Located on top of a hill, known as the Sacred Hill in Ancient Rome, we find the Piazza del Campidoglio
It was the first modern square to be built in the Roman city. But before, on this hill was the Temple of Jupiter and from here the consular roads of the Roman Empire started. This square has been the seat of the Town Hall since the 12th century and was the symbol of the power struggles between the Popes and the city of Rome.
We recommend this guided tour of the Capital Museums and their surroundings.
What to see in Piazza del Campidoglio
The square that we can admire today in Rome has little to do with the initial one in which the City Hall of Rome was installed.
We owe its current appearance to Michelangelo, who redesigned it by order of Pope Paul III
The Pope who did not like how it was after a visit by Emperor Charles V to Rome. Michelangelo took care of every detail and today it is the only remaining Renaissance square in the Italian capital.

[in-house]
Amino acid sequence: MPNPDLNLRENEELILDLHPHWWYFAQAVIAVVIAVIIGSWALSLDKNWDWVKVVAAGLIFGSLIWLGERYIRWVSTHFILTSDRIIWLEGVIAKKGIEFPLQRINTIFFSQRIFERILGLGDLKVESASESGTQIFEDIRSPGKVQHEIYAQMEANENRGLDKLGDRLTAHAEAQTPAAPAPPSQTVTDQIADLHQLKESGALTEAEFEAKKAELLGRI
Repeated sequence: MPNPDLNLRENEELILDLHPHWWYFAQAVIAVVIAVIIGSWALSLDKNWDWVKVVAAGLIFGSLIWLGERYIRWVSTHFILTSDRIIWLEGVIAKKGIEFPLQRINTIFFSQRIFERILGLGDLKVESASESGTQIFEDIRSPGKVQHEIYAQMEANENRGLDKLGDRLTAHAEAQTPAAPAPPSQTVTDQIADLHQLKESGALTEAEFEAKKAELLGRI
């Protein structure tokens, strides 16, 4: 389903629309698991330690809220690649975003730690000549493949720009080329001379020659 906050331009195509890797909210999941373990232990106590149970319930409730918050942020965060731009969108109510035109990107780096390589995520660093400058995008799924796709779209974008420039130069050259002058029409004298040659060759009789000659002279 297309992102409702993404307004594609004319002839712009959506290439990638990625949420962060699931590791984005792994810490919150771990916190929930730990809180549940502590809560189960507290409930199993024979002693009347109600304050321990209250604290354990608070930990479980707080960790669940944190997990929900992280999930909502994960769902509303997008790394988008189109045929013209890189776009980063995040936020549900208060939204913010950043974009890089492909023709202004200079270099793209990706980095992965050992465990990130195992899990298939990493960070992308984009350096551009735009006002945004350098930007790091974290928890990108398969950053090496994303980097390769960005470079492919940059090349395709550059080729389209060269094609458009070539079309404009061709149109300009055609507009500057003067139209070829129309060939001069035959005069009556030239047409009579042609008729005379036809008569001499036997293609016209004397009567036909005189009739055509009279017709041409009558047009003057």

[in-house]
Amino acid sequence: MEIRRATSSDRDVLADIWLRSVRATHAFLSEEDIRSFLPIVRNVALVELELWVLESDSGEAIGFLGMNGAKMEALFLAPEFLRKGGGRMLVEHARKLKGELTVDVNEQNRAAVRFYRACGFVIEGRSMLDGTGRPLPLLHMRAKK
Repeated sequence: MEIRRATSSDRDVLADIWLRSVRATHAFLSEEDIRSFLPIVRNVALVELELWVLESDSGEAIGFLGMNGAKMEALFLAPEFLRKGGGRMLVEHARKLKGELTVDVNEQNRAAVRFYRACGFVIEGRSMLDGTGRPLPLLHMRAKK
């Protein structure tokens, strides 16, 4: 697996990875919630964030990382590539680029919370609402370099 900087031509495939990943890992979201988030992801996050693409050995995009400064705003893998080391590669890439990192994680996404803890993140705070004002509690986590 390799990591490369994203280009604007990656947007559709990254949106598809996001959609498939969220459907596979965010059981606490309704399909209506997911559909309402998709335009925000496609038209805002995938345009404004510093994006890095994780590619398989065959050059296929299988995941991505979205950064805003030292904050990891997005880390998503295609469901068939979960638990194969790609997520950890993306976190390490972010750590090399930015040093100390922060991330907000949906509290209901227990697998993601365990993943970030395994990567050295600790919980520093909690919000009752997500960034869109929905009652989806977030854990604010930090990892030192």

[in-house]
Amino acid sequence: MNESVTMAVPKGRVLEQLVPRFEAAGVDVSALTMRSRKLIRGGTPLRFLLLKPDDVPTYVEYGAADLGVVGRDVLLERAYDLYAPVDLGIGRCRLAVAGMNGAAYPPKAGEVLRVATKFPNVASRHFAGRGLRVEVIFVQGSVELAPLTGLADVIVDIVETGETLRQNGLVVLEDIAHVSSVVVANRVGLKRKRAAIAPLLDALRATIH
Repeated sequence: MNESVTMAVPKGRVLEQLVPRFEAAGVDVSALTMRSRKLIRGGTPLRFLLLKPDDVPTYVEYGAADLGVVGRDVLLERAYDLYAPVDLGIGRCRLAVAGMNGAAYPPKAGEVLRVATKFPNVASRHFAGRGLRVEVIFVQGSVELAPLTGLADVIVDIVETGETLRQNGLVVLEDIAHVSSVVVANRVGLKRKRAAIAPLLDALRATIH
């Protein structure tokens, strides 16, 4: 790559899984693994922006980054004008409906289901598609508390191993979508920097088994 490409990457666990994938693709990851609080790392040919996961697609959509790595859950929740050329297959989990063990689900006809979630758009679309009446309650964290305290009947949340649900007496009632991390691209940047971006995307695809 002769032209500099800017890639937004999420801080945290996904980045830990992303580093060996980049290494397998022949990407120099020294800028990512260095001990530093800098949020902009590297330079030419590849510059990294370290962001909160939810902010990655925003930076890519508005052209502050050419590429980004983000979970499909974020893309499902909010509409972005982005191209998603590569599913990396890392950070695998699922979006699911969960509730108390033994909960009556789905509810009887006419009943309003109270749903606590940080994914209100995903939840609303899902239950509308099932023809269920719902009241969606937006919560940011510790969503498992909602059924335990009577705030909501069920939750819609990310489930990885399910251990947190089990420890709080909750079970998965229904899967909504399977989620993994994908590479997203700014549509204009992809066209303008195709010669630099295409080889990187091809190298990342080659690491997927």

The first thing that catches your eye when you arrive at this place is the huge staircase that takes you to the square.
You have to overcome the temptation to pass by when you see them and go up because it is a really beautiful square.
On one side of the staircase, we have the Basilica of Santa María in Aracoeli, built in the 13th century, although previously there was a church from the 6th century.
Inside there is a highly venerated image of the Child Jesus and can be accessed by the staircase that leads to it or from the square itself.
After climbing the steps of Piazza del Campidoglio, the first thing that appears before you is the Equestrian Statue of Marcus Aurelius.
Well, actually the copy, since the original is in the Capital Museums, which is in the Palazzo dei Conservatori, one of the buildings that are in the square.
During the climb do not miss the statues.
The rest of the buildings that we find in the Piazza del Campidoglio are the Palazzo Senatorio, the one that can be seen from the bottom and seat of the Town Hall, and the Palazzo Nuovo, among which we can find a copy of the Capitoline Wolf, one of the symbols from Rome.
You can also find the original in the Capital Museums and we warn you that it is a small sculpture that disappoints many.
It should also be noted that from the back you can see magnificent views of the Roman Forum.